The park surrounds the Langebaan Lagoon, which is a world Ramsar site (site’s deemed to be of global significance to wetland bird species).
Many of the wader species are Palearctic migrants, so summer is the best time to visit the lagoon, particularly in September as species return fatigued from their transcontinental travel, and March when they congregate in large numbers to feed heavily prior to undertaking the reverse journey. In such times, the birds are often changing into or out of their Northern Hemisphere breeding plumage.
The best time to observe the lagoon waders is to visit the Geelbek hide from low tide as the tide is coming in. As the water level rises the waders are forced closer to the hide until eventually they must fly off until the tide has receded once more. The smaller species depart first, with the more long-legged godwits, whimbrels and curlews the last to leave. Knot, Sanderling, Little Stint, Ruff, Marsh, Terek and Curlew Sandpiper, Turnstone, Ringed and Grey Plover, Greenshank, Whimbrel, Curlew and Bar-tailed Godwit are present on most occasions, while there is always the possibility of seeing rarer species. Little Egret and South African Shelduck may be seen alongside the waders. Flamingoes and White Pelican frequent deeper water, and there is chance of seeing Osprey. Another isolated hide west of the Geelbek educational centre overlooks a salt pan that is an excellent place to see Chestnut-banded Plover.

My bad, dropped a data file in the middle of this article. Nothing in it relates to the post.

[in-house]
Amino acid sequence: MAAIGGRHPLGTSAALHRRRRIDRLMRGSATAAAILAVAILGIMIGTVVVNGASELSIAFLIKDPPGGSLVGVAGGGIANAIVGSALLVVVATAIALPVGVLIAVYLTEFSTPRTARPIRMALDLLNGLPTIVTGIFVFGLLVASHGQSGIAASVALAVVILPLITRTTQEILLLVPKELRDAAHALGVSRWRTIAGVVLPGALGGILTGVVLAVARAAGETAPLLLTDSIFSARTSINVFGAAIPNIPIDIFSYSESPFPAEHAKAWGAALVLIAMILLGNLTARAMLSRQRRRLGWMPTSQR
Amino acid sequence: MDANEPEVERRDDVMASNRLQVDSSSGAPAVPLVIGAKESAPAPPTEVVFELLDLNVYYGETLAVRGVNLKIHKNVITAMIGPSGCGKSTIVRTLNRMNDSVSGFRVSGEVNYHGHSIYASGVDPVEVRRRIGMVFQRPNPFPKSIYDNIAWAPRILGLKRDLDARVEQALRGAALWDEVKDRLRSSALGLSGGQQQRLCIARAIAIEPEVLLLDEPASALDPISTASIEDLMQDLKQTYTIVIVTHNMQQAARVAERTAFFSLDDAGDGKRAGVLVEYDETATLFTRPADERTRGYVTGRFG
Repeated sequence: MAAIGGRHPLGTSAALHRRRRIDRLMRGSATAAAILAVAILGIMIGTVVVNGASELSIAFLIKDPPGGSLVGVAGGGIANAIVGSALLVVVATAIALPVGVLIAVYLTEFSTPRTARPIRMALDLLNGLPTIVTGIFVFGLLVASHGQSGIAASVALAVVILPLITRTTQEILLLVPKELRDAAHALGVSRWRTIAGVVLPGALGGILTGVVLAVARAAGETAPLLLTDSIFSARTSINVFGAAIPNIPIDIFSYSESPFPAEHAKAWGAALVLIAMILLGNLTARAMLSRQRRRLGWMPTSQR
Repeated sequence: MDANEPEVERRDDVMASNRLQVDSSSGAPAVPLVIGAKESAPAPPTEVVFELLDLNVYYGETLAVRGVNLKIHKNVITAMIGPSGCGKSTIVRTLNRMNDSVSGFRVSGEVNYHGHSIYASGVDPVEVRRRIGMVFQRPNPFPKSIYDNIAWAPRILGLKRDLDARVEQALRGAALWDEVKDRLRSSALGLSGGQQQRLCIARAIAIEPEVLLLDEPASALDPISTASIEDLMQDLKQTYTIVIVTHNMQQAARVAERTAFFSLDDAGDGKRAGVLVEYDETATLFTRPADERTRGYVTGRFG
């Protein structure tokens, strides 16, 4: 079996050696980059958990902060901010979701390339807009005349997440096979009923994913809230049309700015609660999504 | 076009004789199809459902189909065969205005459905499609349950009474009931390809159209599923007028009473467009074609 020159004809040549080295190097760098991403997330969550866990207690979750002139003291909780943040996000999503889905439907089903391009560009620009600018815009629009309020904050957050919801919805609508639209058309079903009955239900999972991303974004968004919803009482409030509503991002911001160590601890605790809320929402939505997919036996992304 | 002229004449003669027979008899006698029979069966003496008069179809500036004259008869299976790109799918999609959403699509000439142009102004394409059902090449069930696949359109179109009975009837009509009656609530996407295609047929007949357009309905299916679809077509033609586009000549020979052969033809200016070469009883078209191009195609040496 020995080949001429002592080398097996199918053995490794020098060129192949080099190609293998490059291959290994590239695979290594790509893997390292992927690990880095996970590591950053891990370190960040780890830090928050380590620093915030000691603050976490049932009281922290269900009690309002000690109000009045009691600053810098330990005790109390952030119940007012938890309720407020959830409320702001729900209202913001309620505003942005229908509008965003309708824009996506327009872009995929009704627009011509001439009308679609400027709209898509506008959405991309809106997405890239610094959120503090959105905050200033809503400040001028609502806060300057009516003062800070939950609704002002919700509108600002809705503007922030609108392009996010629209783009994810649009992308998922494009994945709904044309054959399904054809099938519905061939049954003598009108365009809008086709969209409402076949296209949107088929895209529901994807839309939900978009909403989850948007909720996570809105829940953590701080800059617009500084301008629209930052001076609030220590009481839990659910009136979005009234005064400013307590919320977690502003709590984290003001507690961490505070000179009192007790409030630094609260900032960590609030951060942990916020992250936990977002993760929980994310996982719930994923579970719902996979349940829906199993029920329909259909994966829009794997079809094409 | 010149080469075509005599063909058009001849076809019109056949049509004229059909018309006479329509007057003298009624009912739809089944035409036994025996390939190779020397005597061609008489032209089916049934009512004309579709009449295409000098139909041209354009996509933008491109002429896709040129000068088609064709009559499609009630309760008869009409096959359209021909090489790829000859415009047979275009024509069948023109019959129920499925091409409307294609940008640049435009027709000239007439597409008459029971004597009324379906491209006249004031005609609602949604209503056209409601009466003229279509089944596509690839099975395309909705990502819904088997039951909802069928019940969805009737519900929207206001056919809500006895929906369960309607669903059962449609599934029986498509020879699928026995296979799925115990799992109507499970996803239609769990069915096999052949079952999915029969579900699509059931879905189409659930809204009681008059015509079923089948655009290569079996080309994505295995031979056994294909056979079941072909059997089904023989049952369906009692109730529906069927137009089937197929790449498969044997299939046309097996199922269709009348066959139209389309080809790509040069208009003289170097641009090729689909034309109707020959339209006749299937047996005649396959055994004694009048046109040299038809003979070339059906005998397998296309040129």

The reserve’s fynbos surrounding the lagoon hosts Southern Black Korhaan, Cape Spurfowl and Grey-winged Francolin, Southern Grey and Cape Penduline Tit, Ant-eating Chat, White-throated and Yellow Canary, Karoo Lark, Chestnut-vented Tit-babbler, Bokmakierie and Cape Bunting are all easily seen. African Marsh and Black Harrier can often be seen quartering the ground.
The coastal islands at the mouth of the lagoon are breeding havens for a number of species such as Kelp and Hartlaub’s Gull, Cape Gannet , and African Penguin. Cormorants and terns are present too.